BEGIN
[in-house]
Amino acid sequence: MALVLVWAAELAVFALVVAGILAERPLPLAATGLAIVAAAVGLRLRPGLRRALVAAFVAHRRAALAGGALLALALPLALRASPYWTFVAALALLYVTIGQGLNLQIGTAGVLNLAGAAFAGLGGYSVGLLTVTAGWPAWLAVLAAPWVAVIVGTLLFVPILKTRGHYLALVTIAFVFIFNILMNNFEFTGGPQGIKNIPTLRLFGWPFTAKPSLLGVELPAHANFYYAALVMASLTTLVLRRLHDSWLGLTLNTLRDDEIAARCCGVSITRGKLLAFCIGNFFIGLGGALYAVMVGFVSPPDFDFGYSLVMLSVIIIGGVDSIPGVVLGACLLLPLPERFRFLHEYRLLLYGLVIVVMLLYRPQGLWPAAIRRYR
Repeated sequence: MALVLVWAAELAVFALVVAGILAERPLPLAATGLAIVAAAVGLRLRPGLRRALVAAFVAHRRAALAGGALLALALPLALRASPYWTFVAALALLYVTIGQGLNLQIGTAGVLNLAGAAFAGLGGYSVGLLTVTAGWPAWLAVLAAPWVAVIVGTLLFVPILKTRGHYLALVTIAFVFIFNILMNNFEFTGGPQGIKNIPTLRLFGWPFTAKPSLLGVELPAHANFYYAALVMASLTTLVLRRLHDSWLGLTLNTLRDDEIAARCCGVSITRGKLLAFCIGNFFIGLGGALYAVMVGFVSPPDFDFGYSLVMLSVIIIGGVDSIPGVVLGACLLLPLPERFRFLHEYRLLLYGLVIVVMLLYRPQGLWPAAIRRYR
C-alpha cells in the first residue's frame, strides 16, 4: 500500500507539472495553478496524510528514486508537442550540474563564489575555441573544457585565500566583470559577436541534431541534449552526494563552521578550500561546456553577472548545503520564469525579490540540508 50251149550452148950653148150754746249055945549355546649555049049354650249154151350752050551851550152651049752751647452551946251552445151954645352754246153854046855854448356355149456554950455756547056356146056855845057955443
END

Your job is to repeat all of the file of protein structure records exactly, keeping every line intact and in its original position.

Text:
[in-house]
Amino acid sequence: MALVLVWAAELAVFALVVAGILAERPLPLAATGLAIVAAAVGLRLRPGLRRALVAAFVAHRRAALAGGALLALALPLALRASPYWTFVAALALLYVTIGQGLNLQIGTAGVLNLAGAAFAGLGGYSVGLLTVTAGWPAWLAVLAAPWVAVIVGTLLFVPILKTRGHYLALVTIAFVFIFNILMNNFEFTGGPQGIKNIPTLRLFGWPFTAKPSLLGVELPAHANFYYAALVMASLTTLVLRRLHDSWLGLTLNTLRDDEIAARCCGVSITRGKLLAFCIGNFFIGLGGALYAVMVGFVSPPDFDFGYSLVMLSVIIIGGVDSIPGVVLGACLLLPLPERFRFLHEYRLLLYGLVIVVMLLYRPQGLWPAAIRRYR
Repeated sequence: MALVLVWAAELAVFALVVAGILAERPLPLAATGLAIVAAAVGLRLRPGLRRALVAAFVAHRRAALAGGALLALALPLALRASPYWTFVAALALLYVTIGQGLNLQIGTAGVLNLAGAAFAGLGGYSVGLLTVTAGWPAWLAVLAAPWVAVIVGTLLFVPILKTRGHYLALVTIAFVFIFNILMNNFEFTGGPQGIKNIPTLRLFGWPFTAKPSLLGVELPAHANFYYAALVMASLTTLVLRRLHDSWLGLTLNTLRDDEIAARCCGVSITRGKLLAFCIGNFFIGLGGALYAVMVGFVSPPDFDFGYSLVMLSVIIIGGVDSIPGVVLGACLLLPLPERFRFLHEYRLLLYGLVIVVMLLYRPQGLWPAAIRRYR
C-alpha cells in the first residue's frame, strides 16, 4: 500500500507539472495553478496524510528514486508537442550540474563564489575555441573544457585565500566583470559577436541534431541534449552526494563552521578550500561546456553577472548545503520564469525579490540540508 50251149550452148950653148150754746249055945549355546649555049049354650249154151350752050551851550152651049752751647452551946251552445151954645352754246153854046855854448356355149456554950455756547056356146056855845057955443